Such remedies will need to be introduced within policies that are designed to counter widening educational disparities between the generations, as the Rand organization, a public policy group concerned with social equality and fiscal fairness, has argued. Even though the current generations of elders are better educated than any of their predecessors, they are, in many cases, competing in the workforce with junior employees who are themselves increasingly better educated.
As a related matter, elders potentially find themselves on the wrong side of the Digital Divide, across the chasm from younger generations who came of age in a computer-literate society. If significant changes in approaching the continuing education of older workers in the area of information and computer literacy do not occur soon, the “graying” of the developed world, especially in countries such as the United States, will further underscore the ravages of the Digital Divide.
Even as more people 50 and over take to the Internet, digital inequities among the generations are made more profound, as concentrations of resources are pumped into K-12 education for young people while older adults receive scant “training” opportunities. (Fadem, 1999) Furthermore, as the proportion of ethnic minorities grows among an aging population in such countries as the United States, digital disparities among aged citizens will increase: people who will be 50 and over a decade from now are, on the whole, more likely to be well educated and technologically literate than the previous generations of elders, but this is much less true for ethnic minorities who remain disproportionately represented in the underclass.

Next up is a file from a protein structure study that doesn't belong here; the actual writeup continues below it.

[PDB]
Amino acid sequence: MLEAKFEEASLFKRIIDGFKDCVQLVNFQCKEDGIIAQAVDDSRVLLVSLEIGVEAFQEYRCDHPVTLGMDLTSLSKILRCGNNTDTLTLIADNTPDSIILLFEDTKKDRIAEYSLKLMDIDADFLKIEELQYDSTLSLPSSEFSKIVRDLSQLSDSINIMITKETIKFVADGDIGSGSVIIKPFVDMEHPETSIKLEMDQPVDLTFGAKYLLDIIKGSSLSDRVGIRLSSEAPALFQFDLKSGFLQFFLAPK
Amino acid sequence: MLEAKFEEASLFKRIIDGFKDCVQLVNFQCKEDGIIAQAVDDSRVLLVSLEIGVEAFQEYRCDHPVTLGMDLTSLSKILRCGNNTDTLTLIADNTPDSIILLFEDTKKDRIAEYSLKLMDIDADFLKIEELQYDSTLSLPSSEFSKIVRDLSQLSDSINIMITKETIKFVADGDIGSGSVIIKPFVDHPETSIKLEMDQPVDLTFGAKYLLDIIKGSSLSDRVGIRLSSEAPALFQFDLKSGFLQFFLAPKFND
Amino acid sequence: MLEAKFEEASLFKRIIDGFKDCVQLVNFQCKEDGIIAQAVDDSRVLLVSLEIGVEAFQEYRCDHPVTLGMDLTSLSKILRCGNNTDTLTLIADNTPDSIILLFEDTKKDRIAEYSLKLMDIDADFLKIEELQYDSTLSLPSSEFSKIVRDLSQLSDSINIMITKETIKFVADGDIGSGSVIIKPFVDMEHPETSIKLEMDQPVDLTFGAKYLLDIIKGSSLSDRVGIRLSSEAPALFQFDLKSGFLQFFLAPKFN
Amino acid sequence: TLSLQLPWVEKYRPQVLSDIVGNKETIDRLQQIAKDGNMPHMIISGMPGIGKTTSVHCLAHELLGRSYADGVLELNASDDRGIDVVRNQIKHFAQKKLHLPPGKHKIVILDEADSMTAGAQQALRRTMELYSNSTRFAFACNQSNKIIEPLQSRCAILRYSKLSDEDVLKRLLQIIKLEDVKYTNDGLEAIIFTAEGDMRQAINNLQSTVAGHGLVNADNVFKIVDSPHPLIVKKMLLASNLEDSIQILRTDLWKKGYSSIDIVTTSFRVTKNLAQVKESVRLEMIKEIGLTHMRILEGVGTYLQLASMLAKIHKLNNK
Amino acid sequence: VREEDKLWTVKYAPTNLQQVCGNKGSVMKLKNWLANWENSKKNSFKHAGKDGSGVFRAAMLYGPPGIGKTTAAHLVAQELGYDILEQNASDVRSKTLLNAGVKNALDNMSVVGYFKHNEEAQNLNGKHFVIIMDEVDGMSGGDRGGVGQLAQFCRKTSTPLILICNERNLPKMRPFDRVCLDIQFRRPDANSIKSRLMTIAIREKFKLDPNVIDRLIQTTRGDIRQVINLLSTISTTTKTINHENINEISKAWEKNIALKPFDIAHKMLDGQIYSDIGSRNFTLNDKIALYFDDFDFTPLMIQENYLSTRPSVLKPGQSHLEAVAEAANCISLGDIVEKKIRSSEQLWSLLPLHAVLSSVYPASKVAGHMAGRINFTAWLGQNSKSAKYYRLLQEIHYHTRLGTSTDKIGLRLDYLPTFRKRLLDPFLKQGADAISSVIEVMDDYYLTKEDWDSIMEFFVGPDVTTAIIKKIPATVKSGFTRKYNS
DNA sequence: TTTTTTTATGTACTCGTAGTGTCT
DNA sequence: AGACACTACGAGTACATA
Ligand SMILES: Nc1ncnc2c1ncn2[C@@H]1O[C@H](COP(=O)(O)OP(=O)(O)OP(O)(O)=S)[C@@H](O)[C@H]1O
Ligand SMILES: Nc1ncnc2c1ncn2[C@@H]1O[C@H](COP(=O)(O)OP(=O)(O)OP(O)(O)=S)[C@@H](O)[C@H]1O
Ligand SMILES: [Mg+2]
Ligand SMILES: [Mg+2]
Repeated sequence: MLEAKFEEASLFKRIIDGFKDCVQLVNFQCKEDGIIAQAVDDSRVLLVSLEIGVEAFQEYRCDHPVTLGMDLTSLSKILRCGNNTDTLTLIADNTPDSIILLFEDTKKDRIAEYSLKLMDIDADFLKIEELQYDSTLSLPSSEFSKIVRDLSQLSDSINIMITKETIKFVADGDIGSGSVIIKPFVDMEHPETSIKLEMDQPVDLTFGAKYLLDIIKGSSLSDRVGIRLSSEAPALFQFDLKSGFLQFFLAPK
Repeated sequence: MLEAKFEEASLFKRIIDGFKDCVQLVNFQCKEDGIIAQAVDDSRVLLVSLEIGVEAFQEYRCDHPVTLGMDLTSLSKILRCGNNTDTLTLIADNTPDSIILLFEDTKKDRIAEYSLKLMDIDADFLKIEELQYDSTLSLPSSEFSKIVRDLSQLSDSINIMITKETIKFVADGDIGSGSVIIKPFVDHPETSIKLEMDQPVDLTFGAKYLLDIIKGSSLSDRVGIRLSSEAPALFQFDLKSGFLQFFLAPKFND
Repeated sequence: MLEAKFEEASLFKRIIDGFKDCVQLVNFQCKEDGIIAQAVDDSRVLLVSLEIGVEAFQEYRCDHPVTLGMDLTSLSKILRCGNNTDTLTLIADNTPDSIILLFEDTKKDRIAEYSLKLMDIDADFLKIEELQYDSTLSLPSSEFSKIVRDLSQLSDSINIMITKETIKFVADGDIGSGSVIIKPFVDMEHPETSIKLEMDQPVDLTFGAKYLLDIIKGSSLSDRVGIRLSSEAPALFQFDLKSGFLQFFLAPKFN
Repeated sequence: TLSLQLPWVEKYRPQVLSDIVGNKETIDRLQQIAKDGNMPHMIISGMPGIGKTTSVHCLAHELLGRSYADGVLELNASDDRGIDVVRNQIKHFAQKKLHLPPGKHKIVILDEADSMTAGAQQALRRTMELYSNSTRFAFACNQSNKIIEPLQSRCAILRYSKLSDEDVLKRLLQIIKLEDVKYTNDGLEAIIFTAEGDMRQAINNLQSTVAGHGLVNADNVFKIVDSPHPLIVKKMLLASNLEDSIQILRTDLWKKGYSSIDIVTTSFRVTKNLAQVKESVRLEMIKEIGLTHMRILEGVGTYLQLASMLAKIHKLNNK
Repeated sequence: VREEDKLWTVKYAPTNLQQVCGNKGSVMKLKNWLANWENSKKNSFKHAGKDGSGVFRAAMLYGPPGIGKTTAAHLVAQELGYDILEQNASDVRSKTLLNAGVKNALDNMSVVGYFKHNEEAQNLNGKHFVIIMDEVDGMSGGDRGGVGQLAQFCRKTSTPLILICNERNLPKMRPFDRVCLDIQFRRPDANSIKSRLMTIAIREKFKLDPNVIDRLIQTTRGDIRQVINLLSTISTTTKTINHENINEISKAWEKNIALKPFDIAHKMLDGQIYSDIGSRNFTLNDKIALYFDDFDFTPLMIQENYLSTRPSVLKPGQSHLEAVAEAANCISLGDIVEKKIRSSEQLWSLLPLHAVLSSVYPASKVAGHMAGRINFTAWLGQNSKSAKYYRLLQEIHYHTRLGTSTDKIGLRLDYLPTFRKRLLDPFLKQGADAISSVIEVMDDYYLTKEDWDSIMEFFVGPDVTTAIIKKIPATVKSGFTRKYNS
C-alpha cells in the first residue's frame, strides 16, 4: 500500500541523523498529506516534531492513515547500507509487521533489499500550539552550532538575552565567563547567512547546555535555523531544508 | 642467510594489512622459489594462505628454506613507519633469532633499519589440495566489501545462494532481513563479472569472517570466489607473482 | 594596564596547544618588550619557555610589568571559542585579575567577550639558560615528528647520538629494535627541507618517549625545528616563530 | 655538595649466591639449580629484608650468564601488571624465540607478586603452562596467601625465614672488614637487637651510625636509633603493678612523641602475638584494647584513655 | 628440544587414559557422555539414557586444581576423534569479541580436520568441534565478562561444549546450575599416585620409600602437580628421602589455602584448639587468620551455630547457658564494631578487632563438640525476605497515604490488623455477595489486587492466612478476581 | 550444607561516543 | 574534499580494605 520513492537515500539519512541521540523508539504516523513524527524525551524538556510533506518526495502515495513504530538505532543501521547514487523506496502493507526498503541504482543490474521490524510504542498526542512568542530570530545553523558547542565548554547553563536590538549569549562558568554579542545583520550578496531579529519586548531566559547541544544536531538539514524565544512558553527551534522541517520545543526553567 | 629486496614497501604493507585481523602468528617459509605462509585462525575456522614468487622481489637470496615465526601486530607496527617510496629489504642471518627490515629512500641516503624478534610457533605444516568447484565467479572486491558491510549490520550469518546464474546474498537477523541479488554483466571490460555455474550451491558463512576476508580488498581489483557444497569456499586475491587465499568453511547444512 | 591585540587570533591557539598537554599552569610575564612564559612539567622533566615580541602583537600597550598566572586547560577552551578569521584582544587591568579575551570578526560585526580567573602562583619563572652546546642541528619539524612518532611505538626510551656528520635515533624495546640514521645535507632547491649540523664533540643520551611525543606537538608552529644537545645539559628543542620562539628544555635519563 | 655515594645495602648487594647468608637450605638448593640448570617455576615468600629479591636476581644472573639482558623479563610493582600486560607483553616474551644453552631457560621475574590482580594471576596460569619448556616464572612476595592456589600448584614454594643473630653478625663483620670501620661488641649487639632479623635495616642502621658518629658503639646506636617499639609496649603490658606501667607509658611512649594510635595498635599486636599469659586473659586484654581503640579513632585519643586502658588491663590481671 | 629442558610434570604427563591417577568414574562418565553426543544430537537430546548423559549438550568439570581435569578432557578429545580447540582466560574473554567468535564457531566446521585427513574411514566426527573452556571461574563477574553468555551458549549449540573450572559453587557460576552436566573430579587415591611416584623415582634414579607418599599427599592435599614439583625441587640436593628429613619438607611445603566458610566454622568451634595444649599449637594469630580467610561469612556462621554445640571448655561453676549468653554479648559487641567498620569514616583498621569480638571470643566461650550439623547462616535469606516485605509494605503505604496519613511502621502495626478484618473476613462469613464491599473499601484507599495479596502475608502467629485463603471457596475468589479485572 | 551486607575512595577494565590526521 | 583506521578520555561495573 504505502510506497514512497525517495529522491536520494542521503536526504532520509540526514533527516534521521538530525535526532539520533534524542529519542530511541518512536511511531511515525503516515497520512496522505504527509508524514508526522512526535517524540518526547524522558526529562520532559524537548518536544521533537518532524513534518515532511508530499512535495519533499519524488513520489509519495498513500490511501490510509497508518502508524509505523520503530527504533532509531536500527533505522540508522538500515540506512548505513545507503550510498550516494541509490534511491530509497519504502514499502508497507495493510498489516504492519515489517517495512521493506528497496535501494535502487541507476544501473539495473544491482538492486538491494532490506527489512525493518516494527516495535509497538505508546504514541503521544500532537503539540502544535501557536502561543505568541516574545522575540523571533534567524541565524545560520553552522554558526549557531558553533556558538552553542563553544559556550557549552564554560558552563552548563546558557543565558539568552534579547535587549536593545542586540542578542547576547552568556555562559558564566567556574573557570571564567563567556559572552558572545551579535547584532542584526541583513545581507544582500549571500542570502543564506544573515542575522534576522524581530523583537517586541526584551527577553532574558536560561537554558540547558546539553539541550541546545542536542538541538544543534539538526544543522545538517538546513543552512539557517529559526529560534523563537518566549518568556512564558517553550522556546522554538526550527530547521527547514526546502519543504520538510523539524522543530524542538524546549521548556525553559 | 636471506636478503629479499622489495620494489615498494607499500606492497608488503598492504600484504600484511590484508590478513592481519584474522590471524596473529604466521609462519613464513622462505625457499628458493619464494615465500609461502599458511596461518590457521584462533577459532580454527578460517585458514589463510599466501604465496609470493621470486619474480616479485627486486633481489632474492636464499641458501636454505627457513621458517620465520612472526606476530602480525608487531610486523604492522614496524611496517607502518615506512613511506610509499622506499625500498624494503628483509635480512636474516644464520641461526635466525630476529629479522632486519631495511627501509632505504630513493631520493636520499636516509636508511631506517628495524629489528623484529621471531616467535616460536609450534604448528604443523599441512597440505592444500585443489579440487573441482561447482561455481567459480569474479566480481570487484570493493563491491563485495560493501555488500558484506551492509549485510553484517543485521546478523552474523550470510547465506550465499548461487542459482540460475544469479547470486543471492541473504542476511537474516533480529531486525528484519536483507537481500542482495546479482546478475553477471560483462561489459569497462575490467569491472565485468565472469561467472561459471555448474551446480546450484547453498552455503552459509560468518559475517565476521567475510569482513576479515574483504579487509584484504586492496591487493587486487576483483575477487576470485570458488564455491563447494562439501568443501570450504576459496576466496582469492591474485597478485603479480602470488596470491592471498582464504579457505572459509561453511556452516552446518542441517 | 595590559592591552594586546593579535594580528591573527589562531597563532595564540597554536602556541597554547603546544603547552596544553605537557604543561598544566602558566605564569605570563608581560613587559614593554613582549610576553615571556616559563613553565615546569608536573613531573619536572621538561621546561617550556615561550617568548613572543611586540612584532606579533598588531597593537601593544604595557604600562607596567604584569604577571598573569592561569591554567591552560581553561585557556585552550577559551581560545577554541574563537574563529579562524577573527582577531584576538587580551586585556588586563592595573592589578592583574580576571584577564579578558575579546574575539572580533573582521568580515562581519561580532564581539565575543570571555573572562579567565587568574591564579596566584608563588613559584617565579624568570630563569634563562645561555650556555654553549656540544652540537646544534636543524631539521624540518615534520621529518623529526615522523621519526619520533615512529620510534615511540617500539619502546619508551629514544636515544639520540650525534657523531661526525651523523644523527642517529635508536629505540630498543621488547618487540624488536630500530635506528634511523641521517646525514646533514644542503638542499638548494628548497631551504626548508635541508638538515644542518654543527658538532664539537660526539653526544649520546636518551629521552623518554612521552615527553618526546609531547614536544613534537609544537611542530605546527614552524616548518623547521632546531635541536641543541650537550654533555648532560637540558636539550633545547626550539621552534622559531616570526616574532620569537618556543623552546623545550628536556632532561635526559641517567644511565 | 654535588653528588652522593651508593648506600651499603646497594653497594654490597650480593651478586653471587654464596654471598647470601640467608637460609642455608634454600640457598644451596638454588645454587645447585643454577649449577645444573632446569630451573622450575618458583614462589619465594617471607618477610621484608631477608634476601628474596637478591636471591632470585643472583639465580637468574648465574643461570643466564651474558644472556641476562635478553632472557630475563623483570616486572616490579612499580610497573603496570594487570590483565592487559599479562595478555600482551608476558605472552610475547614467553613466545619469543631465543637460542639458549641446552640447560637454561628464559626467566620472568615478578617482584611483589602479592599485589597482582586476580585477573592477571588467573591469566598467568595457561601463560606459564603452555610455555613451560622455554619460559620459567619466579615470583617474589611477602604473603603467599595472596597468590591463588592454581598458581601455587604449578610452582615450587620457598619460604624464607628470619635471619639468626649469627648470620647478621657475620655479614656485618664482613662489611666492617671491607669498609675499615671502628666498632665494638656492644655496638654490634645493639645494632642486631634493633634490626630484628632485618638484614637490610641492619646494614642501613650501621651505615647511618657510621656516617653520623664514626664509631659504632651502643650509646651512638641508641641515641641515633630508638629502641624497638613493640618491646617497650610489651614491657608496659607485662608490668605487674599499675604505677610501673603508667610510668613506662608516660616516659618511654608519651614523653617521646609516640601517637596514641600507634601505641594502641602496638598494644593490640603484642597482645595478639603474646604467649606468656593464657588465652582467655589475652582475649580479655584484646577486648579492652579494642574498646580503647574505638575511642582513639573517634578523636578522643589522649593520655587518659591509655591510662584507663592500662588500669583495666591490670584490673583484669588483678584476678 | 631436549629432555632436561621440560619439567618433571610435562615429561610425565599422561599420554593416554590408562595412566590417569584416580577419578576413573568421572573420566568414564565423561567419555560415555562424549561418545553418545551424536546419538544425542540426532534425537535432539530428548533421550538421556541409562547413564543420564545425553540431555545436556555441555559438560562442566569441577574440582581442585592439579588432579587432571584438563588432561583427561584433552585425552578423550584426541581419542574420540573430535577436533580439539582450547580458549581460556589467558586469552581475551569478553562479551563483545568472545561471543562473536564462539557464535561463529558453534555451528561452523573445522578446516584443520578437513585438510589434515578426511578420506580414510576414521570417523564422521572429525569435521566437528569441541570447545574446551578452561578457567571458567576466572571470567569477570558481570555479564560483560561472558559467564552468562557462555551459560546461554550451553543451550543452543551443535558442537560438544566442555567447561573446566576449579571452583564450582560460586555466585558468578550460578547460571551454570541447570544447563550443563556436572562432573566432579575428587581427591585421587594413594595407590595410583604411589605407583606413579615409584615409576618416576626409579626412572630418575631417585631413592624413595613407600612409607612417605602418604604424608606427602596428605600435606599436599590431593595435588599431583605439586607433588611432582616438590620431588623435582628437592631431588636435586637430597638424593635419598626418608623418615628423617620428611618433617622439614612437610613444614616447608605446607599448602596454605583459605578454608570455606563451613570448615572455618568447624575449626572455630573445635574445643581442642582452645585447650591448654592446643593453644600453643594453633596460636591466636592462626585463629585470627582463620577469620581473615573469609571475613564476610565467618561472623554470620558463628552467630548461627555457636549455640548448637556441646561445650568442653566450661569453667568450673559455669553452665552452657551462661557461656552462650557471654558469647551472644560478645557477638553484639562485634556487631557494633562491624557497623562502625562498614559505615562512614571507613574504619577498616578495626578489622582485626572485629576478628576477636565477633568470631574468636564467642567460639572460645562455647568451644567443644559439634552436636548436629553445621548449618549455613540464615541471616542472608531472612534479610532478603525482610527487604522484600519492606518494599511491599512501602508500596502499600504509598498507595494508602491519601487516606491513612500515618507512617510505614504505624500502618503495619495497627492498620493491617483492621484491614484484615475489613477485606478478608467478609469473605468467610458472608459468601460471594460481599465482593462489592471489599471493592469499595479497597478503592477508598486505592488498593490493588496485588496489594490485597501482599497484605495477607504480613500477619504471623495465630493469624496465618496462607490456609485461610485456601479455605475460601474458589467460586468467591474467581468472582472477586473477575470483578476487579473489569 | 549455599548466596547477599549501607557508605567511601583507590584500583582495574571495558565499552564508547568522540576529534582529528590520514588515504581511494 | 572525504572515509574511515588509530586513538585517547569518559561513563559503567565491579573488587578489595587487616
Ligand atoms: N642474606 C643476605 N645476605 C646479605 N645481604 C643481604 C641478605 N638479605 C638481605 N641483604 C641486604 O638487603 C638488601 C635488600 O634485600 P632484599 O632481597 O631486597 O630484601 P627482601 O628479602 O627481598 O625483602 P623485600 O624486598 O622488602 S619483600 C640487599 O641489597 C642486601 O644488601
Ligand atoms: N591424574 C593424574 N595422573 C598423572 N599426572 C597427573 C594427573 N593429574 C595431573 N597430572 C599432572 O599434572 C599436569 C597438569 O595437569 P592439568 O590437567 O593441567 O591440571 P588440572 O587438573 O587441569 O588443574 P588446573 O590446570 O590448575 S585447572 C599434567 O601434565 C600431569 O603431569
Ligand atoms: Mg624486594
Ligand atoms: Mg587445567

Most economists agree that the world cannot sustain large numbers of early retirements, and critical scholars note that such systems unfairly penalize both working poor elders and the diminishing younger cohorts who are less likely to recoup their investment in old-age supports. (Baltes, 1996) One of the reasons that people retire early is their perceived need for greater flexibility and mobility in late life due to personal circumstances, whether it is a desire to winter in warmer climates, be around grandchildren, or simply not have to report to the cubicle every weekday from 9 to 5 after thirty years of having done so. Increasingly, especially for women, early retirement is a means of finding the time to care for an older relative or for grandchildren. The jump from full-time employment to pension collection is severe for many people, both economically and psychologically. Stepped-down participation, in which organizations offer reduced work schedules and greater opportunity for telecommuting, could help both workers and strained economies.
Policymakers must be careful not to eliminate pension availability indiscriminately. A majority of men over 60 may not need their pensions, but three out of four of the world’s women would fall well below the poverty line without theirs. (LeBlanc, 1997) A capricious approach to elongating work life, without attention to individual needs and differences, would further imperil elders who have already been made to feel vulnerable by the dominant trope of “productive aging,” a scholarly construct made popular in media discourses that preach the values of dedication to work and vitality in order to achieve “success” in old age. Such expectations devalue other meaningful pursuits of elders, such as relational family experiences, and unfairly hold marginalized elders accountable for their own “failures.” (LeBlanc, 1997)